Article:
Something else about computer reviews is that the reviewer often hedges his or her bets with some cheap disclaimer.   Instead of recommending or not recommending a machine, their review might go like this:  “The Emerson 15.6″ AMD dual-core laptop comes with a horribly glossy display, has an awful keyboard, a terrible trackpad, a battery that dies within 90 minutes, and is cheaply built.   But, if you’re looking for the most economical thing on the market that you can use to surf the web and send e-mails, it may be just the thing for you!”   The manufacturer, of course, will quote the last 7 words of the review, hoping that the prospective buyer doesn’t look up the full review.

Again, I think there’s a lesson to be learned here for book reviewers, which is to be true throughout the review.   Don’t take a position and then run from it with a potentially face-saving “out”.   Provide an opinion and stick with it – do the prospective reader-purchaser a favor by sticking with an honest opinion.   Do not hide your recommendation in the weeds.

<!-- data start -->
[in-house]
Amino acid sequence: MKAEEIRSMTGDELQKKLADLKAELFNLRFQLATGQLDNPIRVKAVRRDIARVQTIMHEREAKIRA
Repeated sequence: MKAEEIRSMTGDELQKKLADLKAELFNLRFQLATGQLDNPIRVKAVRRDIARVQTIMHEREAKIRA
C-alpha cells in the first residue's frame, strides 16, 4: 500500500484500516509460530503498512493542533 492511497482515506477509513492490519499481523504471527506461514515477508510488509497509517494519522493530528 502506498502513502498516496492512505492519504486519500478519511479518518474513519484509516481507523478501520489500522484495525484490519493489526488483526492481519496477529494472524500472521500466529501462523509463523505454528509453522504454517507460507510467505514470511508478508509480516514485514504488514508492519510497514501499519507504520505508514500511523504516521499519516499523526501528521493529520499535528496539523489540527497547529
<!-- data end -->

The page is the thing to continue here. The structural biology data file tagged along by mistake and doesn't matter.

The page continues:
II.  A New Issue

One new issue that’s popped up for me is that I’ll receive a book – actually an Advance Reader’s Copy (ARC) – weeks or months before it’s released and begin to read it.   I’ll then communicate with the author’s or publisher’s publicist and ask if I may post a review when I finish reading it.   Often the response is that they want me to hold off on posting the review until the release date or very close to it.   So I’ll close the book and, unfortunately, often never get back to it.   It becomes a lost book, an absent review because I could not write about it when I was ready.

I would love for some of these publicists and/or publishers to consider changing their stances.   Whatever happened to the view that some publicity is better than none?   And, confusingly, some publishers take the opposite stance – that all of the “buzz” about a book should come prior to the release date:  “If a book is not being talked about before its release date, it will most likely be dead on arrival.”

It’s a confusing world out there, including for the lowly book reviewer.   LOL

Joseph Arellano